The Orange County Museum of Art is small for an institution representing the aesthetic tastes of an entire county. What it lacks in size or scope, however, it makes up for in a decidedly stylish take on post-modern and contemporary art. Its permanent collection is comprised of over 3,000 works of art and design from the twentieth and twenty-first centuries, largely from California artists.
Pop Art Design, on view from January 7 – April 2, 2017, was an exhibition characteristic of the museum’s post-modern panache. Hexagon Gallery visited the exhibition to learn more about Pop art’s relationship to contemporary artists who use mass production as their vehicle, such as Banksy
Pop Art Design opened into a gallery graced by an Eames chair, designed with form and function in equal undulating parts, and a powder-coated steel television set. The furniture pieces, both made in the mid-1950s, were a marvel of modern material capabilities, and were highly valued for their ease of industrial mass-production.
The next room featured a well-organized but slightly psychedelic assemblage of furniture from the 1950s and early 1960s — multiple Eames ‘Molded Plastic Side Chairs’ in sherbet colors hung from one wall, with a giant cartoon-y urban landscape (in equally dessert-like colors) hung across an adjacent wall. The wall, meant to represent a period department store display window, was largely enclosed in a glass box, and the box housed two molded fabric side chairs (the red one was shaped uncannily like a heart) along with a chaise that curiously resembled a life-size, supine paper cutout of a stick figure. In the center of the room, arranged on a raised platform as if to elevate their importance, were yet more artistic, minimal, and starkly colorful pieces of furniture.
Following that ode to new materials and dyes in mass-manufactured furniture, the exhibition turned to artist reactions toward the emerging consumer society. Andy Warhol, the king of twentieth century Pop Art and unarguable influence for street artist Banksy, was represented by a long row of Mao Tse Tung silkscreen prints in a bevy of bright colorways. Along with giant toiletries from Claes Oldenberg, the third room contained a series of photographs documenting the inventive department store and trade show sets devised by Warhol, Rauschenberg, and Oldenberg in the late 1950s.
These images were shown alongside photographs of these same artists’ early exhibitions, which were clearly informed by their commercial trades and by the repetitious displays of the modern supermarket. One such photograph is of ‘The American Supermarket,’ a 1964 exhibition which cleverly merchandised Warhol’s soup can paintings (and accompanying real Campbell’s soup cans), Oldenburg’s plastic food, and Rauschenberg’s posters or prepackaged meats as though visitors were shopping at a food store rather than an art gallery.
Mel Ramos’ screen print ‘Tabacco Rose,’ on view in the same room, is a fantastic example of an artist whose sly combination of popular motifs evokes clever satire, no doubt influencing screen prints by Banksy and other contemporary artists. From the museum: “This brightly rendered screen print, which portrays a nude pinup model lounging on a Phillip Morris cigarette box, plays up the relationship between eroticism and consumption. To this end, the work — realized with the printing technology commonly employed by mass-production — exemplifies a Pop aesthetic by beckoning viewers to see the pinup model and the cigarettes as objects that are equally branded by American culture and therefore comparably consumable.”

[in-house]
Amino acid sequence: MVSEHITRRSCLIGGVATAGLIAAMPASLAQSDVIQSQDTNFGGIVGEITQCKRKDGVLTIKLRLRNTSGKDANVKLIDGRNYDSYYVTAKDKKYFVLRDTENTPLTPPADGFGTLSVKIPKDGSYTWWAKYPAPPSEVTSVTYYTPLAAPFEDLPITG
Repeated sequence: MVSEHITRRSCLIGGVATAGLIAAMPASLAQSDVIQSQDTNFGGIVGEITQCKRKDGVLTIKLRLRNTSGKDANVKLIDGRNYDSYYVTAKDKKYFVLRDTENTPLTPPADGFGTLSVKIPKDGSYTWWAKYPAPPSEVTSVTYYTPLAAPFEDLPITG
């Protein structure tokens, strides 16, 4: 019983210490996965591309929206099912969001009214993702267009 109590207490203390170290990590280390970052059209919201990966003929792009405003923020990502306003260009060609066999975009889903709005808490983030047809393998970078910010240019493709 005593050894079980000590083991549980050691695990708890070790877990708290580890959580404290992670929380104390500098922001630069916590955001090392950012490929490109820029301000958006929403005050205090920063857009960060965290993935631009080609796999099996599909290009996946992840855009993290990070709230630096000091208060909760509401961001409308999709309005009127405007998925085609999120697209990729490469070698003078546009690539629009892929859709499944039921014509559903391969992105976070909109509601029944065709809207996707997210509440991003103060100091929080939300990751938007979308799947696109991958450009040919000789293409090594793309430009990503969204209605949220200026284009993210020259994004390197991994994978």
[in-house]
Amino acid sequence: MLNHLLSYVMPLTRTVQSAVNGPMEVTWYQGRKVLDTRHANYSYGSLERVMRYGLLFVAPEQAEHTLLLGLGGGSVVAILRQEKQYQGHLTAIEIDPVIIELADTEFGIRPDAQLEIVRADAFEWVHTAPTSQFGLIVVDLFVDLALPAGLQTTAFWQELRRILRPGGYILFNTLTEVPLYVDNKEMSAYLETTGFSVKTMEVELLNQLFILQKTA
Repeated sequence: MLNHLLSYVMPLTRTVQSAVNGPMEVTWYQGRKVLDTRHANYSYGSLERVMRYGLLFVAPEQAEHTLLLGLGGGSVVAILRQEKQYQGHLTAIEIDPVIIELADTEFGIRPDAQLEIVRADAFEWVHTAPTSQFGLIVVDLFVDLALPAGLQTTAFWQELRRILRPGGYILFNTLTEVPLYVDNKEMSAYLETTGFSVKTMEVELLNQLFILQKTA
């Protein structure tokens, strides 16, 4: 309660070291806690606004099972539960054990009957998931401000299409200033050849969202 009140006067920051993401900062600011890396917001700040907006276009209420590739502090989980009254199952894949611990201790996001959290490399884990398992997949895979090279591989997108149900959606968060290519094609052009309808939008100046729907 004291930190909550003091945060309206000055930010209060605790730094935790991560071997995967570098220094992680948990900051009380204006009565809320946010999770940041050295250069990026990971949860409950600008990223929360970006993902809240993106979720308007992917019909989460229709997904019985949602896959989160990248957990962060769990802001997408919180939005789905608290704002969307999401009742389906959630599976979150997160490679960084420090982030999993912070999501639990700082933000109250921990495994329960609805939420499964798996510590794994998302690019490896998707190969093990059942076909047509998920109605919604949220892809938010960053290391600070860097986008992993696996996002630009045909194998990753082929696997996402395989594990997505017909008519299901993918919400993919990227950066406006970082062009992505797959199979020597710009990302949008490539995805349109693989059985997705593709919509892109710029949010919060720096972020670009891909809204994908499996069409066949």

Eroticism and consumerism permeated the rest of the Pop art exhibition. The late 1960s and early 1970s introduced widespread psychedelic drug usage and the free love movement against a backdrop of the Cold War, the Space Race, wars, and massive changes to the job market as more operations were mechanized or sent offshore to be produced in developing countries.
Among the highlights of the last two galleries in the exhibition was Eero Aarnio’s iconic “Egg Chair” furniture, designed like space pods with sturdy wraparound sides and top and personal built-n speakers for effective isolation. There was also a giant red stackable piece of furniture, which resembled a puffy rectangle with squiggly cutout shapes. This too was designed to give sitters a sense of isolation, with the freedom to sit on any configuration of perches, and to stack multiple pieces for infinite configurations. Giant pills and capsules created by Claes Oldenberg accentuated the psychedelic, haunting feel of the rooms.
Just past a small room that played noisy looped video footage of Las Vegas’ cheap and abrasive Strip in the 1970s and of huge crowds maneuvering up and down the streets of Manhattan, the exhibition concluded with darkly clever odes to Pop, sex, and consumerism. A bright red fabric love seat that was designed to resemble big red lips was perched on a platform across from a chair formed by a mannequin of a bondage-clad woman lying on her back with her knees pushed up to her chest and her feet in the air to form a chair seat and back. The scene was completed by a mirror in a wildly rippling frame made of rainbow neon tubes.
Pop art had its roots in the optimistic possibilities of mass production and post-WWII materials, but also in the instability of governments, jobs, safety, and traditional social mores. Pop Art Design at OCMA was a journey of ideas that led to the conclusion of art and design as being capable of satire in their form and production, as well as in their content. It is clear that artists such as Banksy are highly influenced by the communication style of Pop artists in the 1960s and 1970s, and Hexagon Gallery gained insight into some of the most timeless and collectible works of the era.